I have a deep interest in the close relationship between modern science and the study of the inner dimensions of the human mind. This is because we live in a physical world. We have a physical body and a mind, the two of which are closely interconnected. In fact, it is our experience of physical sensations and emotional responses as a consequence of these circumstances that make us sentient beings. Nevertheless, if we compare the physical and mental influences upon our lives, it is clear that physical pain can be subdued by strength of mind; therefore, mental happiness and satisfaction are ultimately more important to us than physical discomfort and unhappiness. This is one of the reasons why spirituality, attention to our inner dimension, is so important. On the other hand, if someone is mentally unhappy, simple physical comfort does not relieve their mental distress.
I believe that it is the basic right of all beings, but particularly human beings, to lead a happy and successful life. In this context, science and technology have brought us a great deal of benefit. Because of advances in science and technology, some fundamental human problems have been solved, while other kinds of basic human misery, including disease and hunger, are being addressed. I have no doubt that science and technology can contribute towards the happiness of us all and that science is a vast and wonderful source of knowledge.
However, despite their achievements in many fields, we have not yet found a way to use science and technology to eliminate the worries and unhappiness that trouble so many people. Indeed, I think the basic remedy for mental trouble by nature lies within the mind itself and the potential for really solving problems of the mind only exists on a mental level. Therefore, while we certainly need science and technology, we also need a sense of spirituality, including ways to cultivate the warm heartedness and compassion that underpin our basic happiness.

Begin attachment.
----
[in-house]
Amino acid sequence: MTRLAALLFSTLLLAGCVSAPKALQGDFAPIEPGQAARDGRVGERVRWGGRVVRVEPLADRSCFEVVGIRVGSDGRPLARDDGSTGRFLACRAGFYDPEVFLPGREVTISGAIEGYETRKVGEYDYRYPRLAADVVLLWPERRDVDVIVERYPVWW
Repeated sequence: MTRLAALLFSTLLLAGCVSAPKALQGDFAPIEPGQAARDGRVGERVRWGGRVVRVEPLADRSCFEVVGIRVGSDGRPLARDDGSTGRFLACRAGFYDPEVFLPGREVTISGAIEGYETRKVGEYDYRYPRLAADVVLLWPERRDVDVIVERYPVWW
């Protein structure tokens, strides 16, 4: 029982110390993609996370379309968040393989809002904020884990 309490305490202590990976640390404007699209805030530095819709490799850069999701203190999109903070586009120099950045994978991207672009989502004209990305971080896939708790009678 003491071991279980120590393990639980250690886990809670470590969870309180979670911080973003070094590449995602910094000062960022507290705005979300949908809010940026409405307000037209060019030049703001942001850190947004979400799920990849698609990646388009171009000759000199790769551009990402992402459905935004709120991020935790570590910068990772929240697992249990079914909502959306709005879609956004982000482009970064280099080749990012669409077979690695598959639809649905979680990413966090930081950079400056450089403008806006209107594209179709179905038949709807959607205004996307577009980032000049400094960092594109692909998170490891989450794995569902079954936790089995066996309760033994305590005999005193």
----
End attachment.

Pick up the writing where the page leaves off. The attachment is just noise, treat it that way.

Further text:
Until recently, these two fields, science and spirituality, have remained distant and apart from each other. But I believe this is changing. For example, although I am a Buddhist, if I were to cling only to Buddhist teaching and deny what modern scientific findings prove, I would believe that the world was flat, at the centre of the universe and that the sun and the moon go around it. Clearly, if I were to adopt an extreme stance and only consider what the scriptures say, keeping my distance from science, then I myself would suffer, not least due to a lack of knowledge.
The Buddhist tradition, particularly the thousand-year-old tradition of the Indian University of Nalanda that we inherited in Tibet, is concerned with trying to know reality, various levels of reality, through investigation, avoiding the pitfalls of underestimation and exaggeration. Modern science too is concerned with discovering reality, not only in theory, but also in practice by conducting repeatable experiments. Whether we approach reality through science or through a spiritual path, we have to accept it as it is.
Victor Mansfield, whom I have known for many years, is someone who has reconciled his professional involvement with science with a deep interest in spirituality and Tibetan Buddhism in particular. He has taught and written widely about both. In this book, he has set out specifically to show how religion and spirituality are compatible with life in the modern world. I am grateful to him for responding to my appeal for people who have such knowledge to share it with others. In today’s world, we no longer live in the kind of isolation that allows us to dismiss views that are different from our own, for to do so can only be a source of conflict. Our increasing interdependence requires that we try to understand and appreciate other points of view. Readers will surely be rewarded by the light this book shines on the corresponding, but quite different, approaches to reality taken by Tibetan Buddhism and modern physics.
THE DALAI LAMA (SIGNED)
November 23, 2007